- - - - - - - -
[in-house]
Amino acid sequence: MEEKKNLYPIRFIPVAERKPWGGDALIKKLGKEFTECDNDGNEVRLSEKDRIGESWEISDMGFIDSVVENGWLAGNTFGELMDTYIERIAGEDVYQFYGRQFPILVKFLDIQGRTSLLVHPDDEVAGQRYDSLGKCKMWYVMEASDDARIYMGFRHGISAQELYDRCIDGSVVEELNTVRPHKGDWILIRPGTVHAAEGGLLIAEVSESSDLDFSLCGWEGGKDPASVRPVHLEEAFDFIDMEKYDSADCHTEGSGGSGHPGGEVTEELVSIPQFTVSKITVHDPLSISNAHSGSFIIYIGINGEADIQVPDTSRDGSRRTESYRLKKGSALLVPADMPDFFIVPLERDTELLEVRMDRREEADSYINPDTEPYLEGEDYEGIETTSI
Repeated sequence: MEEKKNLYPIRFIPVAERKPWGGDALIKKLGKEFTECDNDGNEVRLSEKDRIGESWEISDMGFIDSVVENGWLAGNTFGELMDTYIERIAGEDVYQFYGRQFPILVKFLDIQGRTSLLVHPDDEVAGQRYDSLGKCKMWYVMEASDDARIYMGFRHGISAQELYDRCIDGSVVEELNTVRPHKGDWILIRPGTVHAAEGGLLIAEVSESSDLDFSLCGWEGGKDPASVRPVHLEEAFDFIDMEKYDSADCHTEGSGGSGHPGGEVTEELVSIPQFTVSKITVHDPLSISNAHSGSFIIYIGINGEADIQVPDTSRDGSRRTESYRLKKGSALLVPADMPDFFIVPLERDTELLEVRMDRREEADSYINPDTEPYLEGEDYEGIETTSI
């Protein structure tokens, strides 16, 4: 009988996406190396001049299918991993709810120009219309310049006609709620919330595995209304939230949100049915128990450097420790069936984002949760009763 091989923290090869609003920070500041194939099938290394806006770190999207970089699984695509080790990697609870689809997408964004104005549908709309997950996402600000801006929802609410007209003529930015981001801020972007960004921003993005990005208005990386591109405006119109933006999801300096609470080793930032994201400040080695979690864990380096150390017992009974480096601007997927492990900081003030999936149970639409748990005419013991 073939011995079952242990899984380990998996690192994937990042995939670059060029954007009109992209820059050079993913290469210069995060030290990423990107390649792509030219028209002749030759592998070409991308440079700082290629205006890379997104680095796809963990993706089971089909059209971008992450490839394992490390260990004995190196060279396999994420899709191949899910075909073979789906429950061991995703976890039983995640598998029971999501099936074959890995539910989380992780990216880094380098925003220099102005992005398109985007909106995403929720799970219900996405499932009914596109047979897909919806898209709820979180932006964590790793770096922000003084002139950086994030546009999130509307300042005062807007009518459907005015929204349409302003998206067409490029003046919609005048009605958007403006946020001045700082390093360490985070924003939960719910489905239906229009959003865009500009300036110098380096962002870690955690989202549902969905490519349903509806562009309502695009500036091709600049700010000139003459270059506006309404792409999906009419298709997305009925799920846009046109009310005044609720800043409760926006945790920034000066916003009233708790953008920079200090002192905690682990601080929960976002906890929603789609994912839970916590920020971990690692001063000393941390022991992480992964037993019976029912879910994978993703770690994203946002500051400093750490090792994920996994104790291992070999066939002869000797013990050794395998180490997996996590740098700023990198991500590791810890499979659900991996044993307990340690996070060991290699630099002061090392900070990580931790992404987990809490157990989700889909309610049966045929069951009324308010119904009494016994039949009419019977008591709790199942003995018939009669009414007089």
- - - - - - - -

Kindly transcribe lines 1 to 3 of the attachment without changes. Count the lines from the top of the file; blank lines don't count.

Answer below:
[in-house]
Amino acid sequence: MEEKKNLYPIRFIPVAERKPWGGDALIKKLGKEFTECDNDGNEVRLSEKDRIGESWEISDMGFIDSVVENGWLAGNTFGELMDTYIERIAGEDVYQFYGRQFPILVKFLDIQGRTSLLVHPDDEVAGQRYDSLGKCKMWYVMEASDDARIYMGFRHGISAQELYDRCIDGSVVEELNTVRPHKGDWILIRPGTVHAAEGGLLIAEVSESSDLDFSLCGWEGGKDPASVRPVHLEEAFDFIDMEKYDSADCHTEGSGGSGHPGGEVTEELVSIPQFTVSKITVHDPLSISNAHSGSFIIYIGINGEADIQVPDTSRDGSRRTESYRLKKGSALLVPADMPDFFIVPLERDTELLEVRMDRREEADSYINPDTEPYLEGEDYEGIETTSI
Repeated sequence: MEEKKNLYPIRFIPVAERKPWGGDALIKKLGKEFTECDNDGNEVRLSEKDRIGESWEISDMGFIDSVVENGWLAGNTFGELMDTYIERIAGEDVYQFYGRQFPILVKFLDIQGRTSLLVHPDDEVAGQRYDSLGKCKMWYVMEASDDARIYMGFRHGISAQELYDRCIDGSVVEELNTVRPHKGDWILIRPGTVHAAEGGLLIAEVSESSDLDFSLCGWEGGKDPASVRPVHLEEAFDFIDMEKYDSADCHTEGSGGSGHPGGEVTEELVSIPQFTVSKITVHDPLSISNAHSGSFIIYIGINGEADIQVPDTSRDGSRRTESYRLKKGSALLVPADMPDFFIVPLERDTELLEVRMDRREEADSYINPDTEPYLEGEDYEGIETTSI